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Flynn joins consulting firm ahead of criminal sentencing

admin 16 Jul 10

The statement on Tuesday from the firm Stonington Global LLC said Flynn was joining the nascent group as director of global strategy.
The Wall Street Journal was first to report the news of Flynn's return to the consulting world following his ouster from the Trump administration and ensuing guilty plea last year. Lobbyist Nick Muzin and partner Joey Allaham told the Journal they did not know Flynn but that Allaham had approached him about the role due to the retired general's experience.
The pair told the Journal that Flynn's son, Michael Flynn Jr., was joining Stonington as well, and that Flynn would need to step away temporarily if he goes to jail.
Stonington's statement included remarks from Flynn, which said in part: "I will work every day to put my over 33 years of experience in the defense, intelligence, and national security communities as well as serving Presidents of both parties in the White House to good use in helping companies and governments enhance the goals of freedom and liberty."
Flynn had appeared at a hearing in a Washington federal court earlier Tuesday, where his attorney Robert Kelner told Judge Emmet Sullivan that Flynn was "eager to proceed to sentencing."
Flynn, who was head of the Defense Intelligence Agency during the Obama administration, went on to become a prominent supporter of Donald Trump's presidential candidacy. After Trump's victory in 2016, Flynn was named national security adviser but left the role shortly after Trump's inauguration amid controversy over his statements to the FBI about conversations with Russia's ambassador. Flynn pleaded guilty in December to lying to investigators and is awaiting sentencing as Robert Mueller's special counsel investigation continues.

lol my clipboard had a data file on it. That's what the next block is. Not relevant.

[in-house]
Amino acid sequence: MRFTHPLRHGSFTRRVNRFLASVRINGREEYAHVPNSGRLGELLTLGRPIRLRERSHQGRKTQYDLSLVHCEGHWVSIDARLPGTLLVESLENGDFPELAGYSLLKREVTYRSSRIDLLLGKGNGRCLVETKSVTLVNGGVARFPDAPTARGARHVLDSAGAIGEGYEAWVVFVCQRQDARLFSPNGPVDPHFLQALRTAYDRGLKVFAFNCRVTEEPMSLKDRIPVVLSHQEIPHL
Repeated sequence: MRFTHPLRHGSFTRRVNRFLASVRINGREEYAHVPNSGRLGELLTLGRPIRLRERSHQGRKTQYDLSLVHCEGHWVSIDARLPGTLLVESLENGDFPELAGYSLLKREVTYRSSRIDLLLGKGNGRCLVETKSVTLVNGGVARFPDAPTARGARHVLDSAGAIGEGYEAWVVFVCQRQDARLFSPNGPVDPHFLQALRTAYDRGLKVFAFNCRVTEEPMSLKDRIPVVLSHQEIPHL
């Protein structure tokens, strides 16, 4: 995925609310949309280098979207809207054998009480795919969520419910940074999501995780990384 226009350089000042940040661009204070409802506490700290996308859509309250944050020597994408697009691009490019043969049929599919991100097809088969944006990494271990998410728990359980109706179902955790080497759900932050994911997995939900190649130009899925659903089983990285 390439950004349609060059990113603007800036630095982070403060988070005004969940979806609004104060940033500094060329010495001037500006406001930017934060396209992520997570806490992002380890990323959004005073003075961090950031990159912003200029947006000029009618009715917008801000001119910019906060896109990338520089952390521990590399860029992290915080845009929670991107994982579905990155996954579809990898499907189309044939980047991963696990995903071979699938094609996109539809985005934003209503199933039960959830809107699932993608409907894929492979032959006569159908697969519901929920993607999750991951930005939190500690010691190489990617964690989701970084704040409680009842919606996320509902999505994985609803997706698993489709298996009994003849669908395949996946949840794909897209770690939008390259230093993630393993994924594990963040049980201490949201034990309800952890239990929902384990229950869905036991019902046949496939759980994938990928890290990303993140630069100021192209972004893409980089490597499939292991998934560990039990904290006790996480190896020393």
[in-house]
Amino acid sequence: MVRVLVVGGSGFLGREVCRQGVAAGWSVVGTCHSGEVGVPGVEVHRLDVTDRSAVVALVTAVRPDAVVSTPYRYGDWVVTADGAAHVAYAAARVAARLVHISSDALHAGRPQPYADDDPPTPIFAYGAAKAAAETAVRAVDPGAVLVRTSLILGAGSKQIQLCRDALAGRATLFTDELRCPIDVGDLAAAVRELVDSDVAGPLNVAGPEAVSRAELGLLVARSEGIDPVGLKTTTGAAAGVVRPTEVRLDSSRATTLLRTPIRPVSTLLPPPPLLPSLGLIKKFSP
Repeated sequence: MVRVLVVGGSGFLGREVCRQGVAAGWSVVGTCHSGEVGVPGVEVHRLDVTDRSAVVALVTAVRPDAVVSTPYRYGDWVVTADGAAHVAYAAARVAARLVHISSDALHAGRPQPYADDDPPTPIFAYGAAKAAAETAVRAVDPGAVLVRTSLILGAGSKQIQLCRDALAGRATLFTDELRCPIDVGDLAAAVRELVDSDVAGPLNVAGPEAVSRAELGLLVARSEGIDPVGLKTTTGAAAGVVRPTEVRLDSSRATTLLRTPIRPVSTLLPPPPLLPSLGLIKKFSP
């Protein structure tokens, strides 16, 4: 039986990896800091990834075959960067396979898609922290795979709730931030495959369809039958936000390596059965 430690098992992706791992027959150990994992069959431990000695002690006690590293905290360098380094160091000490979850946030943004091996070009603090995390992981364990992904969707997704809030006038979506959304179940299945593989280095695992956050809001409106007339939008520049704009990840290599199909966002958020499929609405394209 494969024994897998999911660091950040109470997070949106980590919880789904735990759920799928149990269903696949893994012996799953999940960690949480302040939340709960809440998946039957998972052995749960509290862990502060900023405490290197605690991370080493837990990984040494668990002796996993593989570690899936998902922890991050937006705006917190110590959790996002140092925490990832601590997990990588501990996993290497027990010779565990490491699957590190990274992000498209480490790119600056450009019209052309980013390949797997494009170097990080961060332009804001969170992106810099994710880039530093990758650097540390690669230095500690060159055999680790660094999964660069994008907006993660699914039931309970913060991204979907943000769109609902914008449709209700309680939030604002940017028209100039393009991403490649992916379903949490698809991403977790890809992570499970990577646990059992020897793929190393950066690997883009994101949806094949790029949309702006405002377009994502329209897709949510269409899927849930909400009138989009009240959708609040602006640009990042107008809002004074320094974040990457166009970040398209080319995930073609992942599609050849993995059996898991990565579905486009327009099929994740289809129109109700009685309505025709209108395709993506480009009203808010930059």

Officials told CNN ahead of Trump's inauguration that the transition team had requested a security clearance for Flynn's son, who has developed a pugnacious Twitter presence and spread hoaxes online, including "Pizzagate."
Muzin, until recently, was a registered lobbyist for Qatar. Elliott Broidy, a top Trump fundraiser who came under fire when his private emails detailing his business ties in the United Arab Emirates and elsewhere were hacked and offered to news outlets, has accused Muzin and Stonington Global of being involved in the hack, helping Qatari officials. Muzin has repeatedly denied these accusations and said his knowledge of the breach came from his interactions with journalists seeking comment on the stories about Broidy's emails. Broidy has sued Muzin, along with Qatari officials and several former Western intelligence officials. Muzin is trying to get the case against him dismissed with prejudice.

CNN's Jenna McLaughlin and Mary Kay Mallonee contributed to this report.